RICARDO ALDAY GONZÁLEZ (Mexico) said that much more remained to be done if the Council was to fulfil the mandate it took on 70 years ago. Maintaining international peace and security required the work of all, not just some, Member States. Today, non-State actors were committing atrocious acts which undermined the basic norms of international law. “There can be no peace without justice,” he said, noting the need to strengthen respect for the rule of law. Development and the rule of law were two side of the same coin. Mexico believed that any effort to maintain international peace and security and the responsibility to protect civilians required stronger preventive mechanisms, as well as more assistance to Governments. It was critical to reach a consensus on reforms that reflected the lessons learned over the last 70 years. Mexico, as part of the group known as United for Consensus, promoted realistic solutions and the strengthening of democracy, transparency and accountability in the Council. Accordingly, his country had joined France in creating a code of conduct restricting the use of the veto in cases of war crimes and crimes against humanity, which he called a “good start”. The election of the next Secretary-General was a unique opportunity to enhance transparency and accountability. Mexico was involved in discussions on how that process could be improved.
STEFAN BARRIGA (Liechtenstein) said that the Security Council had today heard a worrying trend: many States considered the Council a “playground of the powerful”. Indeed, for many small States, respect for the Charter by the Security Council was a matter of survival. Council members must make greater efforts to overcome their differences and seek practical solutions in concrete situations. In addition, there was an increased responsibility on part of the Council’s elected members to lead the way towards compromise. The use of the veto remained the greatest obstacle when permanent members could not reach agreement; indeed, the threat of that obstacle was “unacceptably high”. He therefore reiterated his country’s call for the Council’s permanent members to put in writing their agreement not to use the veto in situations of mass atrocities.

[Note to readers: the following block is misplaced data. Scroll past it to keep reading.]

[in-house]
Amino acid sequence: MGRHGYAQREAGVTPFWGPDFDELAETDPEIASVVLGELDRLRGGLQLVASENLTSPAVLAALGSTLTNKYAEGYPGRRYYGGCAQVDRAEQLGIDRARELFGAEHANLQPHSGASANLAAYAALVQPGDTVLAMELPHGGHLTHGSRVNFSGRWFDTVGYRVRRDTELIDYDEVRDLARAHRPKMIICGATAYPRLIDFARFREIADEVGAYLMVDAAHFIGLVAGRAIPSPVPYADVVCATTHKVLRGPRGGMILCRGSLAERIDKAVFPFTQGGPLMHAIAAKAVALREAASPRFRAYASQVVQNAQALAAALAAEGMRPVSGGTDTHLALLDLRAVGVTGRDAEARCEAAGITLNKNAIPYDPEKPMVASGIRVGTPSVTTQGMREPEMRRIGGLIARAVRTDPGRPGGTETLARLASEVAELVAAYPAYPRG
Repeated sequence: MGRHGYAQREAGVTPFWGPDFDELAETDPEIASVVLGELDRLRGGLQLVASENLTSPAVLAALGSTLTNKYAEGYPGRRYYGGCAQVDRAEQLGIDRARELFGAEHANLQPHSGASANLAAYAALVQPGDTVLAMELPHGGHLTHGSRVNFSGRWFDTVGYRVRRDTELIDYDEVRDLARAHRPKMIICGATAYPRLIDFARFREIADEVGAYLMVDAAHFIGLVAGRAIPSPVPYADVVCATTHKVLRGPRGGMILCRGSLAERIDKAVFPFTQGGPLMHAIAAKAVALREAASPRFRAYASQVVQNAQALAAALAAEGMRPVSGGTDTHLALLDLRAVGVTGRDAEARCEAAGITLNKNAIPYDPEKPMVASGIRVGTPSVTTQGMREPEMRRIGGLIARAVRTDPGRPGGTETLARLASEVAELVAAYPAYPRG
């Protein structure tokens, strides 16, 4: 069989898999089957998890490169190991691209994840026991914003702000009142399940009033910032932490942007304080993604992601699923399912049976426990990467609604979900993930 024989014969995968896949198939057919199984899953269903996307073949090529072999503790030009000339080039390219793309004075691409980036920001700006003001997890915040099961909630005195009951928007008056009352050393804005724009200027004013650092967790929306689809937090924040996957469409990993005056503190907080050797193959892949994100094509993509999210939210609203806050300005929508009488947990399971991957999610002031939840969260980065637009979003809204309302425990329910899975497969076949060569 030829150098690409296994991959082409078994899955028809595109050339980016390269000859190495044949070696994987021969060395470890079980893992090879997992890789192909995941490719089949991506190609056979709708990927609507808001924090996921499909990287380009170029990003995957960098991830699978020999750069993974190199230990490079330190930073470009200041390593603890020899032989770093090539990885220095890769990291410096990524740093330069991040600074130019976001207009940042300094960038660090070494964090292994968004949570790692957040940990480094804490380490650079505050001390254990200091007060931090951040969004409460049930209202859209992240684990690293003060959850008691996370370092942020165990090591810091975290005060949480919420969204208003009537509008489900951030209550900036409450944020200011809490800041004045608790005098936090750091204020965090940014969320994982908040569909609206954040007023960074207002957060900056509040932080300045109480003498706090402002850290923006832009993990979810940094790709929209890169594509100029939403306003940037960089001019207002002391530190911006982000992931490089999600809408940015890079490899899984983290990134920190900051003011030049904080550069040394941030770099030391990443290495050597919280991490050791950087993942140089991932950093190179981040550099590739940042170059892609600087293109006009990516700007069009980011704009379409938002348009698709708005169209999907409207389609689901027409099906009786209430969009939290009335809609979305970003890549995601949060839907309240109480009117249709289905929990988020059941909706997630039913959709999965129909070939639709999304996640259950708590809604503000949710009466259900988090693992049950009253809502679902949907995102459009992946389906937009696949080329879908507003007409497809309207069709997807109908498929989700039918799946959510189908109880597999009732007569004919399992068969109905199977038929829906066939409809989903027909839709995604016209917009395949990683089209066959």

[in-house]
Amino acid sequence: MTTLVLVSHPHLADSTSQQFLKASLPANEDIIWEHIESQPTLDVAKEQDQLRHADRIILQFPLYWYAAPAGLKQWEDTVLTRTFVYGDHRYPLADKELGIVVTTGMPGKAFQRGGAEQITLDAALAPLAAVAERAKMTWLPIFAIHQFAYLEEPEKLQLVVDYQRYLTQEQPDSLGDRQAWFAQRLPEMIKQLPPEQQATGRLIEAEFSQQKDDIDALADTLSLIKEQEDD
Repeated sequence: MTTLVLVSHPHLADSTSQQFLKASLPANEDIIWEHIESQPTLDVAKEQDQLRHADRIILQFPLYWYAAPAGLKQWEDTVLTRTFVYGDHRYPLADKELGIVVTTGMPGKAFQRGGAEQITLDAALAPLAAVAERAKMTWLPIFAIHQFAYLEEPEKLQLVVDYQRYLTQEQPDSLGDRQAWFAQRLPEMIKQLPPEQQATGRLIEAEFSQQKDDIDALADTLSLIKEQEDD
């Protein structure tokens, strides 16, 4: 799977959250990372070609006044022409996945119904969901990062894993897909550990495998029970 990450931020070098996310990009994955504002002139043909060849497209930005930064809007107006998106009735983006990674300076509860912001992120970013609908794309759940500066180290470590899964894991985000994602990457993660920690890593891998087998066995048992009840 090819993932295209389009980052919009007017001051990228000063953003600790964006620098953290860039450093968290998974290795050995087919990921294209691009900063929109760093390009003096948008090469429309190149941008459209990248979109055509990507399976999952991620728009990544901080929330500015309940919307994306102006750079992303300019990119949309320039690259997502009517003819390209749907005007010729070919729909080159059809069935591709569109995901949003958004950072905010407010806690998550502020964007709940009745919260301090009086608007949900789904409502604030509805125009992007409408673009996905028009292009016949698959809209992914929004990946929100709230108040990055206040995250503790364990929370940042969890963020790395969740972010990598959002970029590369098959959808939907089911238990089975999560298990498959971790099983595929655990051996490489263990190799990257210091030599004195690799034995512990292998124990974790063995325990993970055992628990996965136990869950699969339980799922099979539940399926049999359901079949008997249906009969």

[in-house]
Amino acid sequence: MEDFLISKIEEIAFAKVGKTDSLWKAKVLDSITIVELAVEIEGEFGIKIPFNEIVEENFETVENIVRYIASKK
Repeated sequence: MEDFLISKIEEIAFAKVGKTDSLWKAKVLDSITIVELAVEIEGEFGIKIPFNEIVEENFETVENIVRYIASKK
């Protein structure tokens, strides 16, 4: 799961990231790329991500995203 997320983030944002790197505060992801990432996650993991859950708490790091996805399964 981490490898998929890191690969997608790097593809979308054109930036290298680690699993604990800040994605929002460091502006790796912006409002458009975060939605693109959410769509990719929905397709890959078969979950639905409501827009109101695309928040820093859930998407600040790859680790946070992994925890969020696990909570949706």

GILLIAN BIRD (Australia) expressed her firm commitment to a rules-based global order that respected international law and the Charter. The Islamic State in Iraq and the Levant/Sham’s (ISIL/ISIS) brutality and claims to territory were an urgent security challenge that must be confronted. The United Nations must respond nimbly and effectively to such crises with the full range of instruments at its disposal, and take concrete steps to prevent new conflicts from emerging. The Council must use the full weight of its political authority and other preventive tools — among them the effective use of sanctions to disrupt destabilizing actors and stem the flow of funds, weapons and fighters that fuelled conflict — to address warning signs of conflict. He reaffirmed Australia’s commitment to the responsibility to protect. He welcomed France’s initiative on the use of the veto in situations of mass atrocity and encouraged further progress on it. Every State had a duty to exercise its criminal jurisdiction over those responsible for international crimes, and the International Criminal Court deserved the international community’s full support.